At 6:30pm there was a shuttle going up to the Long Duration Balloon Facilities, and in particular the "Pig Barn", where the Boomerang is being assembled and prepared for the incoming second flight. Someone organized a sort of "open day", and I was very happy to go and visit those people, and not only for the science. There I would meet some old friends of mine, including some collegues I shared several years in the deparment of Physics of the University of Rome, like Armando, called "Armadino" for his -as you can guess - gigantic size, or Andrea, specializing in "making balls rotating", as he used, to control the attitude of the gondola attached to the balloon, a series of balls attached to arms rotating at high speed.

But I was very excited, in particular, at the idea to meet Paolo & Silvia, because they have had, for several reasons, an important role in my past and subsequent choices. I met them pretty regularly in the past years, but never in the condition to chat a little bit "in santa pace", in holy peace, how we say that to mean not in a hurry. But Antarctica is peculiar also for this. Just on the travel to the LDBF Phil, another Boomerang's guy and a nice and smart fellow I met on the way South, said this is the place where you will meet your past. And that's true also for the Boomerang, that is just designed to get a picture of the newborn Universe (or maybe when it was a toddler?).

From the barely scientific point of view, the visit has been amazing. The Boomerang got an incredible success - the first release of its data conquered the headline on several different countries, including Australia - but it not the typical "product" you could expect to find in the typical science-related movie. Without knowing who was behind him, I could tell you it...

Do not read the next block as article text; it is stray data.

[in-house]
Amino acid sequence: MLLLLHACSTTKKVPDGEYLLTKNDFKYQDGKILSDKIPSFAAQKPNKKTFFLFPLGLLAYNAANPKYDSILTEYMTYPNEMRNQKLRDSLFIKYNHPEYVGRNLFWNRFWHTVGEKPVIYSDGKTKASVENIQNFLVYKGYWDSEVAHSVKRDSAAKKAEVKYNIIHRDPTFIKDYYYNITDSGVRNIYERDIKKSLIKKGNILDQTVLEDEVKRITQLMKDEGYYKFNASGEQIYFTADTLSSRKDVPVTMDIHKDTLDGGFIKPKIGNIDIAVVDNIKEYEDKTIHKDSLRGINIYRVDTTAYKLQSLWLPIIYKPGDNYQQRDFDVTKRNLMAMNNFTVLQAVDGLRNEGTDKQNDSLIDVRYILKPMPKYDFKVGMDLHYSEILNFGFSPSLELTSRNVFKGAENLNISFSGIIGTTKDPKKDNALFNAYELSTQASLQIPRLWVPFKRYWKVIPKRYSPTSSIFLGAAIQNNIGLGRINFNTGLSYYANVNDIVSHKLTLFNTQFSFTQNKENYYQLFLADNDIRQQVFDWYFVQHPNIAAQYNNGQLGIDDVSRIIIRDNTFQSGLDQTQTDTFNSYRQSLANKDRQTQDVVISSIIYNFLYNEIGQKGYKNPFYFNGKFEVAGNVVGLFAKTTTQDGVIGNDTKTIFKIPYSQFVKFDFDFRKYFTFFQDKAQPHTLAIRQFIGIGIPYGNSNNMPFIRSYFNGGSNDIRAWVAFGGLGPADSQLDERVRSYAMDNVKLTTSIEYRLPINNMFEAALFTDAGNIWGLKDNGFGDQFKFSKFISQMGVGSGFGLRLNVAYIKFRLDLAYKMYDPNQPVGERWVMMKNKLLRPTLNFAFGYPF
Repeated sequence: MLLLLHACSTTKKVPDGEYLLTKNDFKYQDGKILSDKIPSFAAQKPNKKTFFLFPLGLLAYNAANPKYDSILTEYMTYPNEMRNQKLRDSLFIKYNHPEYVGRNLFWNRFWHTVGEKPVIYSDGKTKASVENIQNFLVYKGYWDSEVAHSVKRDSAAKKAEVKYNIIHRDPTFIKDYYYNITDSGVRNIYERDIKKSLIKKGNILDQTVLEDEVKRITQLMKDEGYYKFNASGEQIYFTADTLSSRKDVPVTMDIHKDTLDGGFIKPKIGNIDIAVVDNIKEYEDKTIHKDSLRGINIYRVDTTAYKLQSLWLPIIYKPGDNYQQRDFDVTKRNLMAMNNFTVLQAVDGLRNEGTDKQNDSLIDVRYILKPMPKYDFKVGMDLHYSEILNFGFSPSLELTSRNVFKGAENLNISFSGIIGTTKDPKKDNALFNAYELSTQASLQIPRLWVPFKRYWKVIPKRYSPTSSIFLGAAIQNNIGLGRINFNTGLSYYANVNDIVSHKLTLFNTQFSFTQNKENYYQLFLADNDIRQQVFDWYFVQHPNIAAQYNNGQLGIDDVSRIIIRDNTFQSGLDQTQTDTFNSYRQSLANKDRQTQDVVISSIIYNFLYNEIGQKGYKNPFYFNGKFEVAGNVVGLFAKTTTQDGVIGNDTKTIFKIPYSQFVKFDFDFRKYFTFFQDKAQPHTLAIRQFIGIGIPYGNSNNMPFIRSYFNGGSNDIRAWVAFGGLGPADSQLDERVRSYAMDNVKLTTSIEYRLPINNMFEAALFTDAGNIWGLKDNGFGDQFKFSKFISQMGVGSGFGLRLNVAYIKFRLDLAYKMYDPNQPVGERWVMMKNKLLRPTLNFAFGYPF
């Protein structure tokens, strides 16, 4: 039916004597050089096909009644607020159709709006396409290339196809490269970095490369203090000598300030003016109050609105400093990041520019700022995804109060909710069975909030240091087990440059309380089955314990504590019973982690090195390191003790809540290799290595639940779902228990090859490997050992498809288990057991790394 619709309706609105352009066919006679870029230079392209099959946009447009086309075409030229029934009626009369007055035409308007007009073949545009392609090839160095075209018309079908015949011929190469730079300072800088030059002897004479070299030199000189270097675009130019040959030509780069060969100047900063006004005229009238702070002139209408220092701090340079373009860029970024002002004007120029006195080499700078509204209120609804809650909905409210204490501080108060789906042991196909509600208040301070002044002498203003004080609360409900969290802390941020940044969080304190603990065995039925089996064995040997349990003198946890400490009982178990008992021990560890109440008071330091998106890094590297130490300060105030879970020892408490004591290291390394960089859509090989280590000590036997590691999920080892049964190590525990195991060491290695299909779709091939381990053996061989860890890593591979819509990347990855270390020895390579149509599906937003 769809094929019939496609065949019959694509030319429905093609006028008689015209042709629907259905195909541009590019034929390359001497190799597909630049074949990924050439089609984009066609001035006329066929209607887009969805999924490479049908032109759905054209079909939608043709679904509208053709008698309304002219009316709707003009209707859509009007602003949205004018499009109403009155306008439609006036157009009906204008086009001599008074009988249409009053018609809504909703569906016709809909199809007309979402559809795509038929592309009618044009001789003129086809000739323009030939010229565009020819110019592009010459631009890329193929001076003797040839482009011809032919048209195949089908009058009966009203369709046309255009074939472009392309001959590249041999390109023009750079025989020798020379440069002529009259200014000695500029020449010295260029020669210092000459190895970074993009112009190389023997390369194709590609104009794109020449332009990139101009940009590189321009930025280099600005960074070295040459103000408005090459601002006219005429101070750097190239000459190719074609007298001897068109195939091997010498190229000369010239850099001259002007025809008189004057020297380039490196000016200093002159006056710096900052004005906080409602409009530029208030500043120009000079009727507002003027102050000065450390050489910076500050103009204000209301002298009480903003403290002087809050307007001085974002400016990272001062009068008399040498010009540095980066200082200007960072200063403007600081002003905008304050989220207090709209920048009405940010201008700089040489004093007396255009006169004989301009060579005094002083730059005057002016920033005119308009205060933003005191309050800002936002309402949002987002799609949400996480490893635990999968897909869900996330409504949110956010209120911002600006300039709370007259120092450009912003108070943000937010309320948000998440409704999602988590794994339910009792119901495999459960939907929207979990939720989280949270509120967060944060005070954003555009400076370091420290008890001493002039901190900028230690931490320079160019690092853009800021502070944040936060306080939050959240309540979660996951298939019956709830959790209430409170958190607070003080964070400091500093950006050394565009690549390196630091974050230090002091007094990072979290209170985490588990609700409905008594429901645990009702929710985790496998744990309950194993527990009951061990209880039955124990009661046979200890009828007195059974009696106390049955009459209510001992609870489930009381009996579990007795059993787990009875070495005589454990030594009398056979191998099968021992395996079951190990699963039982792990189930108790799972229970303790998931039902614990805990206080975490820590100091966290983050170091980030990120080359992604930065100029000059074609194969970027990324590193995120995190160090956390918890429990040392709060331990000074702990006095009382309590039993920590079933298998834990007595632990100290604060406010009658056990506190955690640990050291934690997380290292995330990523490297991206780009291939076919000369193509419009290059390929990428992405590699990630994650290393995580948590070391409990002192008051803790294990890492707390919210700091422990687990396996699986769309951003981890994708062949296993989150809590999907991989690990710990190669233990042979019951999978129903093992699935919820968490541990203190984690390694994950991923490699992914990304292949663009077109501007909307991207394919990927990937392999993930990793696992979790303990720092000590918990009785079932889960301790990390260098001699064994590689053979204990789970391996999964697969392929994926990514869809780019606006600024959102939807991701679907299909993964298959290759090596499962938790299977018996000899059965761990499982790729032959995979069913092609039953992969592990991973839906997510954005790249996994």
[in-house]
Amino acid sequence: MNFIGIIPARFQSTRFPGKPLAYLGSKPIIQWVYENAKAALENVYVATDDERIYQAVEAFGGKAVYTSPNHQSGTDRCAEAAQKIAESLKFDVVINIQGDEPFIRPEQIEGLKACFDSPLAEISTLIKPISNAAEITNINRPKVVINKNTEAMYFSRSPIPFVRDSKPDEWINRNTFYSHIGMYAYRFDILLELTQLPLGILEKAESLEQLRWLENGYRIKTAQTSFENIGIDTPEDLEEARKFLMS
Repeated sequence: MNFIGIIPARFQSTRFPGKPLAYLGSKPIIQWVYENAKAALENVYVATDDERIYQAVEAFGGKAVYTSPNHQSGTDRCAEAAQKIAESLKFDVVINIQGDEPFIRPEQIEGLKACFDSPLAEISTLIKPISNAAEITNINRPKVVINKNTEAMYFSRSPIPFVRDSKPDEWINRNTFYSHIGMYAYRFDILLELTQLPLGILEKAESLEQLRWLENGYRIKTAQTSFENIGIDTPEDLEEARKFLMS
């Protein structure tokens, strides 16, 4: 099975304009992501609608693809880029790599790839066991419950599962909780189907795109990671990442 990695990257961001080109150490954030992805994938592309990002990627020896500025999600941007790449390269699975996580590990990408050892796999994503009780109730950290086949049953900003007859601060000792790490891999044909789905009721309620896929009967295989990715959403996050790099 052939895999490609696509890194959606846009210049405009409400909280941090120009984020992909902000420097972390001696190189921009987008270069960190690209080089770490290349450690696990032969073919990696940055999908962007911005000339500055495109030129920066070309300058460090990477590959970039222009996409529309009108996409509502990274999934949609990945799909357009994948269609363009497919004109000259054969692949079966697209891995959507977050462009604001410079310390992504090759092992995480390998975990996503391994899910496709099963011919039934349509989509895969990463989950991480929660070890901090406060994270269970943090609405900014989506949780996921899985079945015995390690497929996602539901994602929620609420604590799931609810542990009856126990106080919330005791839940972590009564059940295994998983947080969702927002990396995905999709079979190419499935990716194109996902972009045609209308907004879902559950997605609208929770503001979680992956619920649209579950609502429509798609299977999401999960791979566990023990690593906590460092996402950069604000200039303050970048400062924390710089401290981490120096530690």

In Italy and in most of the country of the world, people just ask to pay less taxes. But when you pay less taxes something will fly away, and, among the firsts, money for scientific research, that doesn't come first in the "primary needs list" of the taxpayer. I don't want to tell you if this is good or bad, altough you know what I think. But this will mean in turn, anyway, that, plenty of good projects will not be funded, or that their results will be cut down, or that the risk of a failure will increase.

In the case of the Boomerang, it looks apparently as a pretty quick&dirty job. But it works great! And it works just because of the commitment by the all people after it, that I know very well. And as Paolo, that is the other PI of the experiment, said me today "as there is no funding for competitive researches in Italy, we can compete only with good ideas". Good lesson, Paolo, nd my best wishes for your incoming flight!

Decadence and computer

15 Dec 02 - by Paolo G. Calisse

This morning I awaken very early, as usually since I'm here. The surprise, getting out of the Hypertat, was that tracks, tractors, cranes, vans, crawlers where all switched off as it was Sunday. The station was totally quiet, except for the little vibration generated by the power generator, well insulated by the hi-tech underground building.

There was absolutely nobody around. The galley was almost empty, except a group of astronomer getting back right then - was 6 o'clock - from the SPRESO field, 5 kilometer away from the Station. There was also Paolo Rapex, another very nice Italian working at South Pole. It could be unlikely, but in the station there are 3 Italians, and two of them are Paolos. The third is a girl, Elisa, working with Amanda, the neutrino detector. And at McMurdo there is another Paolo, the much more famous Paolo De Bernardis, looking after the launch of his balloon-borne telescope, Boomerang, so that someone here is starting to think that you have to be named Paolo if you are Italian and want to make some astronomy in Antarctica.

Me and Paolo chatted a little about the political and economical crisis in Italy. We were worried exactly like any Italian since the beginning of the WWII (or by the foundation of Rome, 753 b.c. Well, ok, a little more at now.

After some time I walk to the AASTO. Since yesterday I like it a little more and so I spent all day there preparing our talk and listening music through the speaker of the laptop.